Kids and career don’t mix, according to local lore.
Many millennials these days are delaying having kids due to career considerations. They want to “get ahead” (whatever that means) before settling in for the doldrums of parenting. In an age when most people would rather nurse a beer than a baby, being a parent in my mid-twenties makes me something of an anachronism.
Children often become the scapegoats for their parents shortcomings. You see this in the mom who always blames her kids for being late. You see this in the dad that says he “chose his family over his career,” as though these two must necessarily be in opposition to one another. Especially when it comes to career, people often play the role of sacrificial martyr, saying things like, “I would have chased my dreams, but I had kids.”
Before I became a father, I’d always heard that becoming a father is a huge, paradigm-shifting responsibility that causes everything to glow in a warm paternal light. People always said things like, “Just wait until you hold your son for the first time, you’ll know what I mean.” Well, strange as it may be to say, I didn’t feel any of that at first.
I remember the life-changing moment my son was born like it was yesterday. When I held my boy for the first time, my first thoughts were on just how alien and foreign it seemed. Who was this big, chubby baby on my chest? Why was he screaming? Where’s that warm paternal glow I should be feeling?
My son broke his collarbone during birth. Because we had him at a hippie, all-natural birthing center (fabulous experience, by the way), this meant he had to be transported via ambulance to the nearby hospital, causing us to be separated from him while we drove over in our own vehicle.
I think every parent, when freshly separated from their baby in the hospital, can’t help but feel anxious that perhaps the nurses will swap tags and mix up their child for another. I’ve never been good at faces or names, so the idea of losing my child in this way was weighing on my mind as I raced into the NICU. Quickly scanning a room filled with a dozen tiny babies, I quickly spotted mine.
Surrounded by rows of tiny babies, there he was. My massive 10 pound 5 ounce baby sunning himself spread eagle underneath a heat lamp, only a diaper shielding his modesty. For me, that was the magic moment, the moment thousands of years of paternal instinct had been grooming me for. And it was powerful. And yes, I did feel that paternal glow.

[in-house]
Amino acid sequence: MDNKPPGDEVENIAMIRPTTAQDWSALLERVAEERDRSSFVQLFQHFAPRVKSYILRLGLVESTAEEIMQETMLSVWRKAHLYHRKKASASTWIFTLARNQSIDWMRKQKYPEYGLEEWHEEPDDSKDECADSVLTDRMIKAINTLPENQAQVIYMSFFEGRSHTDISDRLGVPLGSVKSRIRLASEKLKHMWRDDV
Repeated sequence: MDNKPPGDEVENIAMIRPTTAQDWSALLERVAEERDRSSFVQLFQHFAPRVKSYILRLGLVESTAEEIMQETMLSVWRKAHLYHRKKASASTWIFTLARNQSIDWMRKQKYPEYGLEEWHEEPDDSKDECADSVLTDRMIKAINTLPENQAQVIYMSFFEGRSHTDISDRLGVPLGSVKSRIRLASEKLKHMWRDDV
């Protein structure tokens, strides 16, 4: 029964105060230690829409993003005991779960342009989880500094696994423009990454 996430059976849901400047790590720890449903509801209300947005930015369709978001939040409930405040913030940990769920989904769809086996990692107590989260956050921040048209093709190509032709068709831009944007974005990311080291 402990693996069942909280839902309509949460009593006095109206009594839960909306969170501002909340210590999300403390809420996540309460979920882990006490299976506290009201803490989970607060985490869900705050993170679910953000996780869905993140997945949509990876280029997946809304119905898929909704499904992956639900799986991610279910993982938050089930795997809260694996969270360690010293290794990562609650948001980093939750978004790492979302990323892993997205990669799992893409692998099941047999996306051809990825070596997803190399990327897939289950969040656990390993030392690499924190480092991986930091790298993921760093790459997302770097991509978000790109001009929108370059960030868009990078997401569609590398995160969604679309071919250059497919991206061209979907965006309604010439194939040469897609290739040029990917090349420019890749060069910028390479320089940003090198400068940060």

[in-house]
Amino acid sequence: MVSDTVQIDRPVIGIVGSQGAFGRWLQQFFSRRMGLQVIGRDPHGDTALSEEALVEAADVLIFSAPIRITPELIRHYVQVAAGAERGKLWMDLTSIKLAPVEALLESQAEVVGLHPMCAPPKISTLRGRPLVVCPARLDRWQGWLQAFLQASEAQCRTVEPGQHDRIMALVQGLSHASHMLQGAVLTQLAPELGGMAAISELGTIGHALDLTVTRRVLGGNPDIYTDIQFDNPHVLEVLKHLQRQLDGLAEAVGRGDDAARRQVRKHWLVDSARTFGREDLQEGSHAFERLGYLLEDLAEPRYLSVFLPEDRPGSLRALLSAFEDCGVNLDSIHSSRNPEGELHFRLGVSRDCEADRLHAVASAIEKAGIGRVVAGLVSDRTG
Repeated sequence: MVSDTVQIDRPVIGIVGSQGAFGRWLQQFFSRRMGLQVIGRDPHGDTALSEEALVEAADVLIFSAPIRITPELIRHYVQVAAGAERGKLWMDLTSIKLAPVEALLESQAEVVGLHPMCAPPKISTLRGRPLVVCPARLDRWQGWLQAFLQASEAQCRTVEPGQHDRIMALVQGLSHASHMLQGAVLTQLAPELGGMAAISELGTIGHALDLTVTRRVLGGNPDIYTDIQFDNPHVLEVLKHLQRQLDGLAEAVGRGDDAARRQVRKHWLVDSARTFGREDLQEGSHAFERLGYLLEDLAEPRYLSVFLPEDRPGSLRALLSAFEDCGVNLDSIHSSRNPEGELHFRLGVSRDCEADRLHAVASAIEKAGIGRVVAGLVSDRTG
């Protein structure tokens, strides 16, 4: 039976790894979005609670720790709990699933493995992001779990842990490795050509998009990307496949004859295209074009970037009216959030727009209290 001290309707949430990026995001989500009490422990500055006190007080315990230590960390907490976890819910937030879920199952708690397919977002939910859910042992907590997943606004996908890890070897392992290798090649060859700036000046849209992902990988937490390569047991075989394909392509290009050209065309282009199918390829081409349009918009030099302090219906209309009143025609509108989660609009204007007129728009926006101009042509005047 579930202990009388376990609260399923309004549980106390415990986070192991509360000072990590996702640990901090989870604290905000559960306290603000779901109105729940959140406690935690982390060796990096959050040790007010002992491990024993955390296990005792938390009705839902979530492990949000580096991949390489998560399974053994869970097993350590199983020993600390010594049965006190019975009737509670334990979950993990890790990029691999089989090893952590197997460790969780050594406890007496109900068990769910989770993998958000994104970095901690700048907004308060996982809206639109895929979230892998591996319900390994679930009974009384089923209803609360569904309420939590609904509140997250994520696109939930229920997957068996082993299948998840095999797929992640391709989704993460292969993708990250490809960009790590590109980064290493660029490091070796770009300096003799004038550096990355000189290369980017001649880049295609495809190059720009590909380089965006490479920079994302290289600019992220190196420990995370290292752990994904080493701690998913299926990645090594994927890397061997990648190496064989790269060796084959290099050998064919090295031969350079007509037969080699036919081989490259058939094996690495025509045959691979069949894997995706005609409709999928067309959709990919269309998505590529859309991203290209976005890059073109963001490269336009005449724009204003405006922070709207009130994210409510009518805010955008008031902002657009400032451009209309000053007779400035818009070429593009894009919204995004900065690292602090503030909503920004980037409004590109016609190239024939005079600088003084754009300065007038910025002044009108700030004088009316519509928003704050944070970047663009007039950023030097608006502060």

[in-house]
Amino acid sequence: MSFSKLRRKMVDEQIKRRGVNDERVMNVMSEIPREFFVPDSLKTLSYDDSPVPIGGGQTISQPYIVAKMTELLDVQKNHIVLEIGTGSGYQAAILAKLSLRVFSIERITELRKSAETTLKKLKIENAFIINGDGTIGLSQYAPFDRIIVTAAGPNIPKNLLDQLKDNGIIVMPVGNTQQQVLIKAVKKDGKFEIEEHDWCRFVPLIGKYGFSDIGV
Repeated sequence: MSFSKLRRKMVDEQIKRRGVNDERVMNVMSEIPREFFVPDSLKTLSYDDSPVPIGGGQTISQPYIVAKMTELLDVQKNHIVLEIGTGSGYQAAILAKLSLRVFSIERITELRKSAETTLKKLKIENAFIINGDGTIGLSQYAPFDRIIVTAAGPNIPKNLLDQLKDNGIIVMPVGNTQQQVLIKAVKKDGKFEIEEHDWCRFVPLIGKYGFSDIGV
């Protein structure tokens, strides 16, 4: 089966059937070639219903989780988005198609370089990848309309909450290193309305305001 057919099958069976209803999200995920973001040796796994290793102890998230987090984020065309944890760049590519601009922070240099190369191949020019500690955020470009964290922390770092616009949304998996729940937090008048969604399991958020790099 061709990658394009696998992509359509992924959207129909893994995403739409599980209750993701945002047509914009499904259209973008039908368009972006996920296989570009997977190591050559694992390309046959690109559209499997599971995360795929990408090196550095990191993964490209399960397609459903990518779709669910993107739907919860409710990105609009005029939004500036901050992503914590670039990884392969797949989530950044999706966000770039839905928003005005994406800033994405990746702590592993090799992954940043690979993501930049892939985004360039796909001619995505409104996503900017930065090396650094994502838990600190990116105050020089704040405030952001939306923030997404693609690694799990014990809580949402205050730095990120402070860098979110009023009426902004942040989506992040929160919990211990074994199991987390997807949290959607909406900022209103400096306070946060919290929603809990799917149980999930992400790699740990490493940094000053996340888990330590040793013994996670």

Becoming a father for the first time brought about a number of rapid changes in my personal life. Because the personal and professional continuum is just that (a continuum and not neatly divided blocks, as is often thought), my personal transformation inevitably led to a transformation in my career. While the benefits of fatherhood are many, here are a few of them as they relate to my career.
Fatherhood refocused me on my priorities. It’s really easy to put your career first. What’s not easy is having the discipline to come home at a decent hour, to put time and effort into your marriage, and to reconnect with old friends. What’s not easy is making sure you take time to educate yourself and to grow as a person, so you can be a better man for your wife and son. Becoming a father helped me frame my priorities more fully. My family is one of my highest priorities. So, when I consistently prioritize lesser things over them, fatherhood is that nagging gut-check to remind me to bring my focus back to those things that truly matter. It just so happens that this gut check greets you at the door with wet, slobbery smile when you get home from work.